Monday, August 02, 2010

Back story post 20 Aug 2

My husband sat beside me holding my hand as I called the Doctor. As if I was in some kind of a suspended space and time I heard the words none of us ever want to hear – you have cancer and we need to operate. I went silent. I didn’t cry. I didn’t move. After I spoke with the doctor and hung up the phone. I looked at my husband and asked him if the doctor told me I had cancer? I could not believe I just heard those words. Three years into an unstable marriage and I had cancer, would undergo a radical hysterectomy and be suddenly thrown into menopause. I went numb and then I got angry and then I cried and cried. My husband held me and told me he would take care of me. He assured me that he would be there for me but I must say I did not trust him. I was afraid and our life was so unstable but I had no choice but to surrender and accept whatever lay ahead of me.

I did not sleep that night. The next morning I began the horrible task of telling my family and close friends. I waited a week to tell my students and the gym coordinators. There were lots of tears and lots of fear in the faces of those I told. I understood. Everyone backed away as if I could give the cancer to them.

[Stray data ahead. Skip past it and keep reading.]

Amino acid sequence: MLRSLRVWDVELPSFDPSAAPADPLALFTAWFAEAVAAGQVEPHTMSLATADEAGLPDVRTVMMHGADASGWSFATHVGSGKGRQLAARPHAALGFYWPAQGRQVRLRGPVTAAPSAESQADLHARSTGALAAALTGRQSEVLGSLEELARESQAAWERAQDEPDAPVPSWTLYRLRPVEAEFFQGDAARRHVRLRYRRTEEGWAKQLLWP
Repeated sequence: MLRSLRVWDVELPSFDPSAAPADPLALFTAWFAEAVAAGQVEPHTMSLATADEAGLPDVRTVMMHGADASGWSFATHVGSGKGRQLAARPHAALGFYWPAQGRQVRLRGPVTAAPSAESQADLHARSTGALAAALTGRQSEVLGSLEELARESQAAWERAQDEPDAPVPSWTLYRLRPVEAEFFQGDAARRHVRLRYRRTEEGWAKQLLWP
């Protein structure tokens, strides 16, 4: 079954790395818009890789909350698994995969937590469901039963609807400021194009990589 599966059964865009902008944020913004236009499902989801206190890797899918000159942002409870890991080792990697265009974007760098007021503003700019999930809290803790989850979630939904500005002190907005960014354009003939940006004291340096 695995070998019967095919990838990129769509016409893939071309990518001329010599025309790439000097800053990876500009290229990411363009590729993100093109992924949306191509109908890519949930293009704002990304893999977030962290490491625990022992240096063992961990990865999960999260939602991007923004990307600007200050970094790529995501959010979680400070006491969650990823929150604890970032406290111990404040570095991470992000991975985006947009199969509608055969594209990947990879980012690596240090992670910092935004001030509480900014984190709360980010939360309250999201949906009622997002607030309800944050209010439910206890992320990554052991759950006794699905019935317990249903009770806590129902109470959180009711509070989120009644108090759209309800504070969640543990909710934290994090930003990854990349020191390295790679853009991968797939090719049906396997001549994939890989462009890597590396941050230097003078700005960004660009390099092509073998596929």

I was fit, healthy and energetic. How could I – a fitness and health nut get cancer? Everyone was shocked. If it could happen to me, well then it could happen to them. And what if I died? No one wants to be close to a person who is dying of cancer. It’s something we don’t like to talk about or face. It is very difficult to ask someone how they are feeling or about their health as they are going through this nightmare.

I remembered a few years back when a lovely woman from the gym was diagnosed with cancer. I did not know her very well so I avoided asking her about her disease, afraid that I would upset her. So I knew how others felt about approaching me. But also knew the loneliness and the isolation. I did not want to be alone with the horrible disease. Although I understood the avoidances because no one knew what to say, I felt the distance. It was as if they could void me out the fear of their own mortality would disappear. We don’t like to look at sickness and death. It reminds us that we are all subject to finality. However, there were those who hugged me and supported me. And those hugs were the dearest and most memorable part of the whole experience.

My family rallied around. It’s amazing how much support and love comers through when you can’t give any back because all you can do is hang on and pray for survival. Your body and your mind are consumed with fear, anxiety and exhaustion. There is nothing in you that can give and yet in the process of surrender and recovery there is so much more you have to give.

I had to face this head on with no choice but to accept and surrender to whatever fate handed me.

Doctor Lynn

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